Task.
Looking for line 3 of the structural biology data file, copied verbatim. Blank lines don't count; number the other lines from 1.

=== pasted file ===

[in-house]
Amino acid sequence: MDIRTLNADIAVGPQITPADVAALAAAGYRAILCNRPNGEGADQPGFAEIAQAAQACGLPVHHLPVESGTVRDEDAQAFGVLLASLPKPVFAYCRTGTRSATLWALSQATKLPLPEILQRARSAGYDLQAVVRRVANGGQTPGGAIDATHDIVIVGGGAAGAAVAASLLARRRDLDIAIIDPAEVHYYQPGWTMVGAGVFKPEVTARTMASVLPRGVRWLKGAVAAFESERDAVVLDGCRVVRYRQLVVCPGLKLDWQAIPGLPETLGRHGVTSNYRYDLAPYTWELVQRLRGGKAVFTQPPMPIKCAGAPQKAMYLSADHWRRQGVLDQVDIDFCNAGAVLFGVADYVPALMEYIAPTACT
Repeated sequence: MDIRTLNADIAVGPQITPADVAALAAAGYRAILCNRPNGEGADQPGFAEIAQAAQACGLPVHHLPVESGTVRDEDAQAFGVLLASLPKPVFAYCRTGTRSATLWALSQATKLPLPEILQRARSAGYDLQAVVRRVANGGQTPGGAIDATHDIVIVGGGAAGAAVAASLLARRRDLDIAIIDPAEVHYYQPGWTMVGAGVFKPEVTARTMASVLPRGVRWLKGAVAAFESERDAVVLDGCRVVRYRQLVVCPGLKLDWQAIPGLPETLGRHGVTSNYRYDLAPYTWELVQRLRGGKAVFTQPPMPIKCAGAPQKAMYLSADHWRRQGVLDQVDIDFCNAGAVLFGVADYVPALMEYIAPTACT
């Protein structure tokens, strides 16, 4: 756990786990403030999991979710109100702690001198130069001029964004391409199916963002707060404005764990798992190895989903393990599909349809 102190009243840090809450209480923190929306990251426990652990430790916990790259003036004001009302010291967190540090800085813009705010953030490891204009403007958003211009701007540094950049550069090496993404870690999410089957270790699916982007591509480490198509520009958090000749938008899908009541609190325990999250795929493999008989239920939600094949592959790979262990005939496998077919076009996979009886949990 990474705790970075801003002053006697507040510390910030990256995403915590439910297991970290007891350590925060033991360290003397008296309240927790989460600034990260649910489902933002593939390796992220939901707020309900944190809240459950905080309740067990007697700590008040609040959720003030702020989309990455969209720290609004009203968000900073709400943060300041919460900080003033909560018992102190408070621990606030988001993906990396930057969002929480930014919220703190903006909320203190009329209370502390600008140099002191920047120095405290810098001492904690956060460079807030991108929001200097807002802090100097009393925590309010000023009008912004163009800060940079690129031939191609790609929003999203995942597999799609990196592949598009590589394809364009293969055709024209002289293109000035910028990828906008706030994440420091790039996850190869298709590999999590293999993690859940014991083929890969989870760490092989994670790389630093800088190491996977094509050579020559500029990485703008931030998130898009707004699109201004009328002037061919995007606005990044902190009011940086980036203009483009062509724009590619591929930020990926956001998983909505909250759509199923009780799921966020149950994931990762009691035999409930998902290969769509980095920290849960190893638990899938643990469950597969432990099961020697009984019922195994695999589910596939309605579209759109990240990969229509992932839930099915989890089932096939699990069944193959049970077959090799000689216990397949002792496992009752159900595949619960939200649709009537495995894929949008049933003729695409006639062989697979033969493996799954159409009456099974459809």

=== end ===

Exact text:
Repeated sequence: MDIRTLNADIAVGPQITPADVAALAAAGYRAILCNRPNGEGADQPGFAEIAQAAQACGLPVHHLPVESGTVRDEDAQAFGVLLASLPKPVFAYCRTGTRSATLWALSQATKLPLPEILQRARSAGYDLQAVVRRVANGGQTPGGAIDATHDIVIVGGGAAGAAVAASLLARRRDLDIAIIDPAEVHYYQPGWTMVGAGVFKPEVTARTMASVLPRGVRWLKGAVAAFESERDAVVLDGCRVVRYRQLVVCPGLKLDWQAIPGLPETLGRHGVTSNYRYDLAPYTWELVQRLRGGKAVFTQPPMPIKCAGAPQKAMYLSADHWRRQGVLDQVDIDFCNAGAVLFGVADYVPALMEYIAPTACT